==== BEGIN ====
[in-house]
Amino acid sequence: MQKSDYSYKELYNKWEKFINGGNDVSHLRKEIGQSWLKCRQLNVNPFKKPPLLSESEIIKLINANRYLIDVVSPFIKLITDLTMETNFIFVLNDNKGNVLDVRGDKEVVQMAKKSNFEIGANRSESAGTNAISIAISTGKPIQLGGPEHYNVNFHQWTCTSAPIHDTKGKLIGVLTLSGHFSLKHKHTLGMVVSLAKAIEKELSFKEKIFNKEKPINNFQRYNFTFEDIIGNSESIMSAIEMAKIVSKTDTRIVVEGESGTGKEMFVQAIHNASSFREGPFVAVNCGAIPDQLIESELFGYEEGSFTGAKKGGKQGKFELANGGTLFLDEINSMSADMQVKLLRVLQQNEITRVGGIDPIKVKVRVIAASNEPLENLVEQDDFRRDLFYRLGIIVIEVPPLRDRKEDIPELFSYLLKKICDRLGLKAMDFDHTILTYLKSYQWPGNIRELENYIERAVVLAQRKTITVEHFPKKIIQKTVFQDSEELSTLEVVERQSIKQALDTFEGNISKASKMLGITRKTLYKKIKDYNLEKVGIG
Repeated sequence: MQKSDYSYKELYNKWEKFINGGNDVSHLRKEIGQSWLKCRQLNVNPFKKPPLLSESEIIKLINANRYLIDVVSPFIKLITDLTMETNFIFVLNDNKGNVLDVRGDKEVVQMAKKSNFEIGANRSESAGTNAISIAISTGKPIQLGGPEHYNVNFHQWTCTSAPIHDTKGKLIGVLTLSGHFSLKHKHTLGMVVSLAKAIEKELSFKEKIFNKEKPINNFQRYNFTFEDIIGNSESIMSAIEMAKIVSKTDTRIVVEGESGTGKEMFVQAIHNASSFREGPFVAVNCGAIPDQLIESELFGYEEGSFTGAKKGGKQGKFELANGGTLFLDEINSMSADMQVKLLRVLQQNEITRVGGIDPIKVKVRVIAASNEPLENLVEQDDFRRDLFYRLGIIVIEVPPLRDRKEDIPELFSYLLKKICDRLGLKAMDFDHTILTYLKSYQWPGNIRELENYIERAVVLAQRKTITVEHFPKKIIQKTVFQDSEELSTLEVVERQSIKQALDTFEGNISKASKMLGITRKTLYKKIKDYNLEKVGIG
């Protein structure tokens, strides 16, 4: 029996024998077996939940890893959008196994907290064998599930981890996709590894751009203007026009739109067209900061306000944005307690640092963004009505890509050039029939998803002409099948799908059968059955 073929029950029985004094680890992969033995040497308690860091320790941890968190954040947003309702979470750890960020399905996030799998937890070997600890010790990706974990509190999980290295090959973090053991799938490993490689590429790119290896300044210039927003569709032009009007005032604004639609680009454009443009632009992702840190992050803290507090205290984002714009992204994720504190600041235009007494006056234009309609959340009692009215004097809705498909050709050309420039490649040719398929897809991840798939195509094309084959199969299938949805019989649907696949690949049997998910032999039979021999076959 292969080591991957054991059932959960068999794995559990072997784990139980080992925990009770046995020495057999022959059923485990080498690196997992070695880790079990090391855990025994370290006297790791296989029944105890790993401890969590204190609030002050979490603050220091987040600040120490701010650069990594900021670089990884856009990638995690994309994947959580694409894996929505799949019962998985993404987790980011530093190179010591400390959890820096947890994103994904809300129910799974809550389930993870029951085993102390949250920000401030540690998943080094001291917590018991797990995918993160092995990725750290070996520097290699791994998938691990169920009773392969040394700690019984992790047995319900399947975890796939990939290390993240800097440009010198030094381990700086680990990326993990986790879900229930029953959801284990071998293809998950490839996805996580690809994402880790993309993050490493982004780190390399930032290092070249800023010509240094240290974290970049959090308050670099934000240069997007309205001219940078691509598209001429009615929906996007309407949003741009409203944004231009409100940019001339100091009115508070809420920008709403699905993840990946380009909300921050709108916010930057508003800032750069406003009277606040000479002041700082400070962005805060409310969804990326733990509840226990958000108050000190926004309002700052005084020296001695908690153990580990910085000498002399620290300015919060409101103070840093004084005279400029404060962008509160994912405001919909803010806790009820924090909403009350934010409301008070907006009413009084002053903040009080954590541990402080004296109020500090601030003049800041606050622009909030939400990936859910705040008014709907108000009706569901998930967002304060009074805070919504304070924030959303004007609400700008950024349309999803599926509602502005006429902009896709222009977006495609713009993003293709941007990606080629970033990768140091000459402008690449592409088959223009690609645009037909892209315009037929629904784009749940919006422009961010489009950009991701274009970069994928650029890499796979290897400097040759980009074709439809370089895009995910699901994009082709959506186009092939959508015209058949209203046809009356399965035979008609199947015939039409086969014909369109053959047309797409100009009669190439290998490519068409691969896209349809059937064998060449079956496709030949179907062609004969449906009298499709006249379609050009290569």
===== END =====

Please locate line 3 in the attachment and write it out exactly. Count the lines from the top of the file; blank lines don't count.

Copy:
Repeated sequence: MQKSDYSYKELYNKWEKFINGGNDVSHLRKEIGQSWLKCRQLNVNPFKKPPLLSESEIIKLINANRYLIDVVSPFIKLITDLTMETNFIFVLNDNKGNVLDVRGDKEVVQMAKKSNFEIGANRSESAGTNAISIAISTGKPIQLGGPEHYNVNFHQWTCTSAPIHDTKGKLIGVLTLSGHFSLKHKHTLGMVVSLAKAIEKELSFKEKIFNKEKPINNFQRYNFTFEDIIGNSESIMSAIEMAKIVSKTDTRIVVEGESGTGKEMFVQAIHNASSFREGPFVAVNCGAIPDQLIESELFGYEEGSFTGAKKGGKQGKFELANGGTLFLDEINSMSADMQVKLLRVLQQNEITRVGGIDPIKVKVRVIAASNEPLENLVEQDDFRRDLFYRLGIIVIEVPPLRDRKEDIPELFSYLLKKICDRLGLKAMDFDHTILTYLKSYQWPGNIRELENYIERAVVLAQRKTITVEHFPKKIIQKTVFQDSEELSTLEVVERQSIKQALDTFEGNISKASKMLGITRKTLYKKIKDYNLEKVGIG